Navigating in deep space is tricky, particularly when you need to keep up interplanetary synchronised clocks. NASA is convinced we can do better with a new atomic clock they're testing in orbit this year. Here's how it works, as illustrated by an adorably consternated second hand. "The atomic clock obviously can tell time very accurately," principal investigator Todd Ely said at a recent lecture series. "But that's not how we intend to use it for navigation and science."
Then he handed his lecture off to a videotaped animated second hand, "Sammy the Second", to teach the principles of using time in navigation. This deep space cousin of Clippy is desperately unhappy at every pun. Sammy is dwarfed by the massive silhouettes of the Deep Space Network radio antennas, and tossed hopelessly whirling in a tribute to The Twilight Zone.
The Deep Space Atomic Clock is a project of NASA's Space Technology Mission Directorate, a section dedicated to pushing the boundaries of what's possible. The clock is designed to maintain time to within a nanosecond over a ten-day span, minimising how often the clocks need to resynchronise. This increases navigation precision, frees up spacecraft to navigate autonomously and reduces dependency on the Deep Space Network.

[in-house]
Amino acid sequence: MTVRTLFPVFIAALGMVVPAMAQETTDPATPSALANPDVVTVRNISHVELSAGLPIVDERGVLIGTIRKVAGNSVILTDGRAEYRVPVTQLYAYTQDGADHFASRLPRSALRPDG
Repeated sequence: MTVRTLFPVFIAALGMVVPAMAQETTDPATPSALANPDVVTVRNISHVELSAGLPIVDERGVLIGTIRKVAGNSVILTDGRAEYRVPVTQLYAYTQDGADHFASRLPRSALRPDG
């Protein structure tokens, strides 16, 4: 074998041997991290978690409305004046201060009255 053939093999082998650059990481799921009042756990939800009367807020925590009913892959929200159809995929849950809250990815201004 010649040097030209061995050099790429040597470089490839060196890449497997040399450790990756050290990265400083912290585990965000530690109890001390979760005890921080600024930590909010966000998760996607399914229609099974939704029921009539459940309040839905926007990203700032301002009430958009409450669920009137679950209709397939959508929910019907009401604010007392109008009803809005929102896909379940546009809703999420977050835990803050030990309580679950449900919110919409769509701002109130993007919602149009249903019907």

A flight-ready version of the Deep Space Atomic Clock. Image credit: NASA
Currently, most missions use ultra-stable oscillators with cesium ions. But these oscillators drift over time, getting out of synch with Earth. It takes up to eight hours linked to the Deep Space Network to resynchronise, wasting time for both the communications antenna and the spacecraft.
Now, engineers at Space Communications and Navigation have designed a new clock that uses mercury ions instead. The new clock is smaller, lighter and more accurate than any other clock previously used in deep space.
The clock is heading to space as part of the first flight mission of SpaceX's new Falcon Heavy rocket next summer. The clock will stay in space for a full year to test its mettle in harsh space conditions, including variable temperature and heavy gravitational loads during launch.
Prototype of the Deep Space Atomic Clock. Image credit: NASA
If everything goes well, future generations of this clock may find their way onto robotic missions to explore other planets. They could help with aerobraking accurately at Mars, or timing Europa's tides to hunt for a subsurface ocean.
You can watch the entire presentation here.
Top image: Poor Sammy! Credit: NASA/JPL-Caltech/Mika McKinnon